Belfast Telegraph

Hard border must never return- Irish minister recalls how towns 'engulfed' by fear during Troubles

By Cormac McQuinn

Irish minister Heather Humphreys has spoken for the first time of her personal experience of the old hard border with Northern Ireland and why it must not return post- Brexit.

Amid fears that the UK will crash out of the European Union without a deal - threatening jobs, prosperity and even the possibility of renewed violence - Ms Humphreys laid out in stark terms why there must be no reinstatement of the border of the past.

Ms Humphreys also said she believes there will be a united Ireland at some point in the future, but branded Sinn Fein's call for a border poll in the event of a no-deal Brexit "inflammatory".

Prime Minister Theresa May's Brexit deal with the EU is hanging by a thread due to Westminster opposition to the so-called backstop provision to avoid a hard border.

Ms Humphreys, a Fine Gael Cavan-Monaghan TD, grew up in the border region and knows the impact of the old customs and security checkpoints, as well as the fear that engulfed communities on both sides during the Troubles.

The business, enterprise and innovation minister recalled how crossing the border in her childhood meant visiting relatives and getting treats like Milky Bars and Maltesers that couldn't be bought in the Republic. It was a more innocent time of butter smuggling and bikes being bought in Northern Ireland and cycled across the border to avoid customs tariffs.

"Then of course the Troubles started and I remember distinctly going with my father to see the customs posts that were burned out," she said. "They were the first things to go... and it was a big thing at the time."

She said checks on the border became more burdensome for people going about their daily business. Travelling "a few miles up the road to Newtownbutler" could see waits of anything up to an hour, depending on the traffic.

She said the border during the years of violence affected communities, towns had their hinterlands cut off, and businesses declined and closed.

Ms Humphreys added: "There was a certain fear in communities as well that the Troubles would spread and what was happening in Northern Ireland would be replicated south of the border."

On occasions this happened.

Ms Humphreys said one of her childhood friends lost her father in the 1974 Dublin-Monaghan bombings, for which loyalist paramilitaries later claimed responsibility.

Earlier that same year, the IRA had murdered Fine Gael senator Billy Fox.

Ms Humphreys said: "I remember my father coming in and saying: 'Billy Fox was shot. He's been shot dead'."

She said it sent "shock-waves right across the community".

She said there were instances of violence in the Republic but it was "obviously not to the same extent as what happened in Northern Ireland".

Ms Humphreys represented the Irish government at Armistice Day Commemorations last year in Enniskillen, the scene of the horrific IRA bombing on the same day in 1987. She said the atrocity "really would sicken you to the bottom of your stomach".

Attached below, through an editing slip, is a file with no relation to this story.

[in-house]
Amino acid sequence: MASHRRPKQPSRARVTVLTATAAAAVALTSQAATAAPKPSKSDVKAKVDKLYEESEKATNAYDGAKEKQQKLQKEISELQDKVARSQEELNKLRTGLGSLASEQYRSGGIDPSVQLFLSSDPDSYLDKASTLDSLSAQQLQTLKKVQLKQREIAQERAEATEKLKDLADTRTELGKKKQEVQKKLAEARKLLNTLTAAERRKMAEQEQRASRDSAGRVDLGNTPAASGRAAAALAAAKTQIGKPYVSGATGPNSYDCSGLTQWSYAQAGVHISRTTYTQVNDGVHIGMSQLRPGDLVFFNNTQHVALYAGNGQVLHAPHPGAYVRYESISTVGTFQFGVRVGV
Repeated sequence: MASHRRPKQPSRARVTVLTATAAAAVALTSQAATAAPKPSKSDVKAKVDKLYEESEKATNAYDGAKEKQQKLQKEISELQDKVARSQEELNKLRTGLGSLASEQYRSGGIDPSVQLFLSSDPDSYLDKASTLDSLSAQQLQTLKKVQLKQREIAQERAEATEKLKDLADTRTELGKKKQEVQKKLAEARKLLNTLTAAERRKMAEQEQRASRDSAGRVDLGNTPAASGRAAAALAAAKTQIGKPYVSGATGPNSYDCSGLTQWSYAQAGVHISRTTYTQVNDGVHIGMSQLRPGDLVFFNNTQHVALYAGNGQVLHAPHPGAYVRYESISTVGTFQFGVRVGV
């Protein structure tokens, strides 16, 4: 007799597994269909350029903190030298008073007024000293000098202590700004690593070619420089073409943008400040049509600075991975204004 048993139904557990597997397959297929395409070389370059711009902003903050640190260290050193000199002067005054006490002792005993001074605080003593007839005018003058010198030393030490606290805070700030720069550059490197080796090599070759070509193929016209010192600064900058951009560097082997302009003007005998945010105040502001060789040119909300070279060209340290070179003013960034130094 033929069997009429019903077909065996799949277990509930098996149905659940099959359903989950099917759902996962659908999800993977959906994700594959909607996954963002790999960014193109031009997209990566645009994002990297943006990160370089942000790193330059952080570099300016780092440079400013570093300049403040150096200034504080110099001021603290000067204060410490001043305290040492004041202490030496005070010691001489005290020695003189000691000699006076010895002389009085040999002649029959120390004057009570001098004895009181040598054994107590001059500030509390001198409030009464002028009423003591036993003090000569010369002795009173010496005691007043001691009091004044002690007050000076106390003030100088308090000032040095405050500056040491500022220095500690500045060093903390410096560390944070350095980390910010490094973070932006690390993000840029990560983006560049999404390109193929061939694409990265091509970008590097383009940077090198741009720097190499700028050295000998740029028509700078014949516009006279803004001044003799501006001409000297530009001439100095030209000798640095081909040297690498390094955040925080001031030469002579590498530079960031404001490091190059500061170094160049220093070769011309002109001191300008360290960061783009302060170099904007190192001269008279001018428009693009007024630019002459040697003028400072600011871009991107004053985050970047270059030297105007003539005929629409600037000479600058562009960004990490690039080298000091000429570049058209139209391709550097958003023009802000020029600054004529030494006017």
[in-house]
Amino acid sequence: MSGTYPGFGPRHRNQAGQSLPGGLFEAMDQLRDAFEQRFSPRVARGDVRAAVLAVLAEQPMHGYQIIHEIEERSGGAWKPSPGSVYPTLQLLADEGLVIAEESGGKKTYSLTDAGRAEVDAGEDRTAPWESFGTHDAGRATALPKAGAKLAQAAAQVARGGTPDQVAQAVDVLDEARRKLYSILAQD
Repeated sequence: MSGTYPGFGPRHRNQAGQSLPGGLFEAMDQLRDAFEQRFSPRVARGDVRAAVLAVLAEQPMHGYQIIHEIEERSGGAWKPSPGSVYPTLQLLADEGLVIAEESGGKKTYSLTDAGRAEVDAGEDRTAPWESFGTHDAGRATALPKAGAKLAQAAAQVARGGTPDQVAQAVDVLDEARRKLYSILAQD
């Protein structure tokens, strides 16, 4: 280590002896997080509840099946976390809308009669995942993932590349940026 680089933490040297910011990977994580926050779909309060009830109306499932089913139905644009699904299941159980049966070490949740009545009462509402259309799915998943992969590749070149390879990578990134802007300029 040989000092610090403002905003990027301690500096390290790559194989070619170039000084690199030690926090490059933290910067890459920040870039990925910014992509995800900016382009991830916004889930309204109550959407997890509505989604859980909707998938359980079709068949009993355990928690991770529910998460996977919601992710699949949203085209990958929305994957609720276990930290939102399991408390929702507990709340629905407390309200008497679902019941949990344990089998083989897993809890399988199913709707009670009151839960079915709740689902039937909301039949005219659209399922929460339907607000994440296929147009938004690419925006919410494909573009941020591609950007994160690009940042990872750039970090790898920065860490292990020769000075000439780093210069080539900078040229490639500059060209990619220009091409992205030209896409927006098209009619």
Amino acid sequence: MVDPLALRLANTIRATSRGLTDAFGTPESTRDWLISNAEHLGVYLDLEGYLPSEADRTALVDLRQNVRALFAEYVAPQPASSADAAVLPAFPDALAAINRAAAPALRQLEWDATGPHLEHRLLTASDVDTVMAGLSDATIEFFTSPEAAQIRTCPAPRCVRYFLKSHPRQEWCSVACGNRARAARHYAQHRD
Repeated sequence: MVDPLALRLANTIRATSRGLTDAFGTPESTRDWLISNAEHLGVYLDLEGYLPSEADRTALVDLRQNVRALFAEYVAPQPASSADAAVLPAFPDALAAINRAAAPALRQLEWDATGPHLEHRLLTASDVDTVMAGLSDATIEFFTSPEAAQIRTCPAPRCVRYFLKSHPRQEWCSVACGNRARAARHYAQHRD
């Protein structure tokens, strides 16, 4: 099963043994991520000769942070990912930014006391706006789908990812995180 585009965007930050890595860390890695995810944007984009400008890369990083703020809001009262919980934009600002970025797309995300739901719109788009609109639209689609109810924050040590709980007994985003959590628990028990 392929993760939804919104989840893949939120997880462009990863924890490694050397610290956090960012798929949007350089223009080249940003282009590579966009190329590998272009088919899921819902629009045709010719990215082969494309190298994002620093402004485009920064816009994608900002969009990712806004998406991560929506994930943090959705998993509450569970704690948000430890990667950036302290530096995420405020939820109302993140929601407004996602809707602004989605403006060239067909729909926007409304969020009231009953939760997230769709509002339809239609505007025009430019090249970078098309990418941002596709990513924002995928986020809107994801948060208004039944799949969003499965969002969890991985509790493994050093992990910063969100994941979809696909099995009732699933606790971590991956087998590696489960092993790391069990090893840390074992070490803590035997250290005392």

She said she had a similar feeling when, as culture minister, she visited a museum in Belfast for centenary commemorations surrounding the Home Rule Bill and wandered into an exhibition on the Troubles.

"It brings it back to you, the awfulness of it and the loss of life and families torn apart. It was a terrible time."

Ms Humphreys did not predict a return to the full-scale violence of the Troubles in the event of a no-deal Brexit.

But she said that peace is "fragile" and "there are those who will seek at some point to pull it down". She has accompanied EU politicians - including outgoing Belgian prime minister Charles Michel - to the border to show them first hand the free movement and lack of physical infrastructure.

She said at the moment the only way you know you have crossed the border is that the road signs change from kilometres to miles and your mobile phone changes network.

"There's nobody stopping you, they're not asking you where you're coming from, where you're going, what's your name, checking your car, opening the boot. We don't have that any more. That's gone."

Ms Humphreys said visiting dignitaries were told by a former senior PSNI officer how border infrastructure is the first thing that is targeted for violence.

How it "starts with the border symbol... and then it can escalate" to include attacks on security guards or police brought in to protect cameras or electronic equipment.

She said: "We have to ensure that we don't have a hard border," adding: "We have to work harder and more closely with everybody."

She conceded that it was a "worrying time" but said people in border communities are resilient and she is working with businesses to find solutions to potential Brexit difficulties.

What of Sinn Fein's call for a border poll in the event of a no-deal Brexit?

"That's inflammatory language. I don't think that serves any purpose. What we need to do is find ways to work together."

She added: "I'd like to see the institutions back up and running in Northern Ireland."

In November, Ms Humphreys, a Presbyterian, reached out to unionists in a newspaper column, seeking to reassure them that efforts to avoid a post-Brexit hard border will not affect the constitutional position of Northern Ireland in the UK.

She says she believes there will be a united Ireland "at some stage in the future" but that it will be a choice for the people of Northern Ireland at that point.

Ms Humphreys said: "What I want to see is a united people. I want to see stronger relations built between us and Northern Ireland."

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